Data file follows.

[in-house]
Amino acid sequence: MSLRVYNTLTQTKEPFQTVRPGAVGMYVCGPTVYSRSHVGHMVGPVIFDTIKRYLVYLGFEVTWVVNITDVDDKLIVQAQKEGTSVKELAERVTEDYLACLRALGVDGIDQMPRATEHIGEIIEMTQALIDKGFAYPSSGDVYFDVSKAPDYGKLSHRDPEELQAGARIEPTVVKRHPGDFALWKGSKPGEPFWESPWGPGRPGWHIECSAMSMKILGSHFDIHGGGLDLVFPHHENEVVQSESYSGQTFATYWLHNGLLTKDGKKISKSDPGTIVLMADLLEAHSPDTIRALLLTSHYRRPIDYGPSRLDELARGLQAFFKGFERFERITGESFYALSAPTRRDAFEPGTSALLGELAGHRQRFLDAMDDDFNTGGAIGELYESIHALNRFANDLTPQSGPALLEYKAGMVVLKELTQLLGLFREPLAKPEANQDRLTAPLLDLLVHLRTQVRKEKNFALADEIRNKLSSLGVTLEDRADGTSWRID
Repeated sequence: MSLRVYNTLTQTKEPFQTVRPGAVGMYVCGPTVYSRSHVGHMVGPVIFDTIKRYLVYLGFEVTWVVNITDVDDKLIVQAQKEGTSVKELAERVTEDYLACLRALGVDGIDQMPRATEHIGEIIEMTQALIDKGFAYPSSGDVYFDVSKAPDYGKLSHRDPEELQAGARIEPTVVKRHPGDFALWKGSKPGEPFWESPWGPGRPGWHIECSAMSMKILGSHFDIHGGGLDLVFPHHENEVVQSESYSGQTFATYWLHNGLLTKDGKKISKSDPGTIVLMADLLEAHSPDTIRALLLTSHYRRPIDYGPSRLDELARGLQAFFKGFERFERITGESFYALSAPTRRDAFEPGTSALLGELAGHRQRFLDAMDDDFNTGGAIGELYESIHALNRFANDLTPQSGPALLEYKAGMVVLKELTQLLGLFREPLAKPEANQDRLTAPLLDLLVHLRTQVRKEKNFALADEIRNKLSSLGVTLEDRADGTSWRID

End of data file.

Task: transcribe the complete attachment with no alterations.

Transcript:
[in-house]
Amino acid sequence: MSLRVYNTLTQTKEPFQTVRPGAVGMYVCGPTVYSRSHVGHMVGPVIFDTIKRYLVYLGFEVTWVVNITDVDDKLIVQAQKEGTSVKELAERVTEDYLACLRALGVDGIDQMPRATEHIGEIIEMTQALIDKGFAYPSSGDVYFDVSKAPDYGKLSHRDPEELQAGARIEPTVVKRHPGDFALWKGSKPGEPFWESPWGPGRPGWHIECSAMSMKILGSHFDIHGGGLDLVFPHHENEVVQSESYSGQTFATYWLHNGLLTKDGKKISKSDPGTIVLMADLLEAHSPDTIRALLLTSHYRRPIDYGPSRLDELARGLQAFFKGFERFERITGESFYALSAPTRRDAFEPGTSALLGELAGHRQRFLDAMDDDFNTGGAIGELYESIHALNRFANDLTPQSGPALLEYKAGMVVLKELTQLLGLFREPLAKPEANQDRLTAPLLDLLVHLRTQVRKEKNFALADEIRNKLSSLGVTLEDRADGTSWRID
Repeated sequence: MSLRVYNTLTQTKEPFQTVRPGAVGMYVCGPTVYSRSHVGHMVGPVIFDTIKRYLVYLGFEVTWVVNITDVDDKLIVQAQKEGTSVKELAERVTEDYLACLRALGVDGIDQMPRATEHIGEIIEMTQALIDKGFAYPSSGDVYFDVSKAPDYGKLSHRDPEELQAGARIEPTVVKRHPGDFALWKGSKPGEPFWESPWGPGRPGWHIECSAMSMKILGSHFDIHGGGLDLVFPHHENEVVQSESYSGQTFATYWLHNGLLTKDGKKISKSDPGTIVLMADLLEAHSPDTIRALLLTSHYRRPIDYGPSRLDELARGLQAFFKGFERFERITGESFYALSAPTRRDAFEPGTSALLGELAGHRQRFLDAMDDDFNTGGAIGELYESIHALNRFANDLTPQSGPALLEYKAGMVVLKELTQLLGLFREPLAKPEANQDRLTAPLLDLLVHLRTQVRKEKNFALADEIRNKLSSLGVTLEDRADGTSWRID